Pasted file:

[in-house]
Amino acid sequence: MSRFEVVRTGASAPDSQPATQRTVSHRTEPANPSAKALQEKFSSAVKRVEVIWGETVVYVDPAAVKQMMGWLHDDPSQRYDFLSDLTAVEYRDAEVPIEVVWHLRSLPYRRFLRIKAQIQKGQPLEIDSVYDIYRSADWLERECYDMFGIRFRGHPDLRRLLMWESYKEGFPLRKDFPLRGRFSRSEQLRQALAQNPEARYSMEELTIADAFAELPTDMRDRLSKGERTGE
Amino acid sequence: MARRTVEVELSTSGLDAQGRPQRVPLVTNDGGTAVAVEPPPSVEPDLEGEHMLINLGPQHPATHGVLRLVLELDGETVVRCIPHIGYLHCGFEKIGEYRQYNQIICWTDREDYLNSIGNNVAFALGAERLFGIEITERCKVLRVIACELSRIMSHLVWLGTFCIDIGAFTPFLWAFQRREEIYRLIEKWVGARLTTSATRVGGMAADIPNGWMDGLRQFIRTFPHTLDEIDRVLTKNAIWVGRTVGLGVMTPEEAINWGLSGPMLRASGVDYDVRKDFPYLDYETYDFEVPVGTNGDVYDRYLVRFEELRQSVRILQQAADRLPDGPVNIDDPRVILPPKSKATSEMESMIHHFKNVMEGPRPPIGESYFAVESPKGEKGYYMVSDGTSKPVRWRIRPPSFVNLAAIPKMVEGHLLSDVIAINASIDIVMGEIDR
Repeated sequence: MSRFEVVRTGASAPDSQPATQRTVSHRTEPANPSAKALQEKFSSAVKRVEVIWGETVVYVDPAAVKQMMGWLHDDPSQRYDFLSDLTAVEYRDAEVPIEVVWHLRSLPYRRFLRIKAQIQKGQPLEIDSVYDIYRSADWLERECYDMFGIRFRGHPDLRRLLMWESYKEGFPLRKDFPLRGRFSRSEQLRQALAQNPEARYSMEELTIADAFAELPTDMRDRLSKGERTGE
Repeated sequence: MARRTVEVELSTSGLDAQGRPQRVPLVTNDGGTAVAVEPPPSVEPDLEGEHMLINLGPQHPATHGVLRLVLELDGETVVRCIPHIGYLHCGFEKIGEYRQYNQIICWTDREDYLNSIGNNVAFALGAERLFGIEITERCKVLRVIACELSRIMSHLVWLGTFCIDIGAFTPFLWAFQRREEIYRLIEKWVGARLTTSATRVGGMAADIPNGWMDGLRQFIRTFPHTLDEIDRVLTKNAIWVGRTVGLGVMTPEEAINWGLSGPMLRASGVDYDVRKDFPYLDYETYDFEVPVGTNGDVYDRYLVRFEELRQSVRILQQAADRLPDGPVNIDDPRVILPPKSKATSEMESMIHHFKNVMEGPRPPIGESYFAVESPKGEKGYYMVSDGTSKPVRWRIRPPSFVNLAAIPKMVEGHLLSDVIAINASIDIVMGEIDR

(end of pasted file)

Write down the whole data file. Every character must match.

[in-house]
Amino acid sequence: MSRFEVVRTGASAPDSQPATQRTVSHRTEPANPSAKALQEKFSSAVKRVEVIWGETVVYVDPAAVKQMMGWLHDDPSQRYDFLSDLTAVEYRDAEVPIEVVWHLRSLPYRRFLRIKAQIQKGQPLEIDSVYDIYRSADWLERECYDMFGIRFRGHPDLRRLLMWESYKEGFPLRKDFPLRGRFSRSEQLRQALAQNPEARYSMEELTIADAFAELPTDMRDRLSKGERTGE
Amino acid sequence: MARRTVEVELSTSGLDAQGRPQRVPLVTNDGGTAVAVEPPPSVEPDLEGEHMLINLGPQHPATHGVLRLVLELDGETVVRCIPHIGYLHCGFEKIGEYRQYNQIICWTDREDYLNSIGNNVAFALGAERLFGIEITERCKVLRVIACELSRIMSHLVWLGTFCIDIGAFTPFLWAFQRREEIYRLIEKWVGARLTTSATRVGGMAADIPNGWMDGLRQFIRTFPHTLDEIDRVLTKNAIWVGRTVGLGVMTPEEAINWGLSGPMLRASGVDYDVRKDFPYLDYETYDFEVPVGTNGDVYDRYLVRFEELRQSVRILQQAADRLPDGPVNIDDPRVILPPKSKATSEMESMIHHFKNVMEGPRPPIGESYFAVESPKGEKGYYMVSDGTSKPVRWRIRPPSFVNLAAIPKMVEGHLLSDVIAINASIDIVMGEIDR
Repeated sequence: MSRFEVVRTGASAPDSQPATQRTVSHRTEPANPSAKALQEKFSSAVKRVEVIWGETVVYVDPAAVKQMMGWLHDDPSQRYDFLSDLTAVEYRDAEVPIEVVWHLRSLPYRRFLRIKAQIQKGQPLEIDSVYDIYRSADWLERECYDMFGIRFRGHPDLRRLLMWESYKEGFPLRKDFPLRGRFSRSEQLRQALAQNPEARYSMEELTIADAFAELPTDMRDRLSKGERTGE
Repeated sequence: MARRTVEVELSTSGLDAQGRPQRVPLVTNDGGTAVAVEPPPSVEPDLEGEHMLINLGPQHPATHGVLRLVLELDGETVVRCIPHIGYLHCGFEKIGEYRQYNQIICWTDREDYLNSIGNNVAFALGAERLFGIEITERCKVLRVIACELSRIMSHLVWLGTFCIDIGAFTPFLWAFQRREEIYRLIEKWVGARLTTSATRVGGMAADIPNGWMDGLRQFIRTFPHTLDEIDRVLTKNAIWVGRTVGLGVMTPEEAINWGLSGPMLRASGVDYDVRKDFPYLDYETYDFEVPVGTNGDVYDRYLVRFEELRQSVRILQQAADRLPDGPVNIDDPRVILPPKSKATSEMESMIHHFKNVMEGPRPPIGESYFAVESPKGEKGYYMVSDGTSKPVRWRIRPPSFVNLAAIPKMVEGHLLSDVIAINASIDIVMGEIDR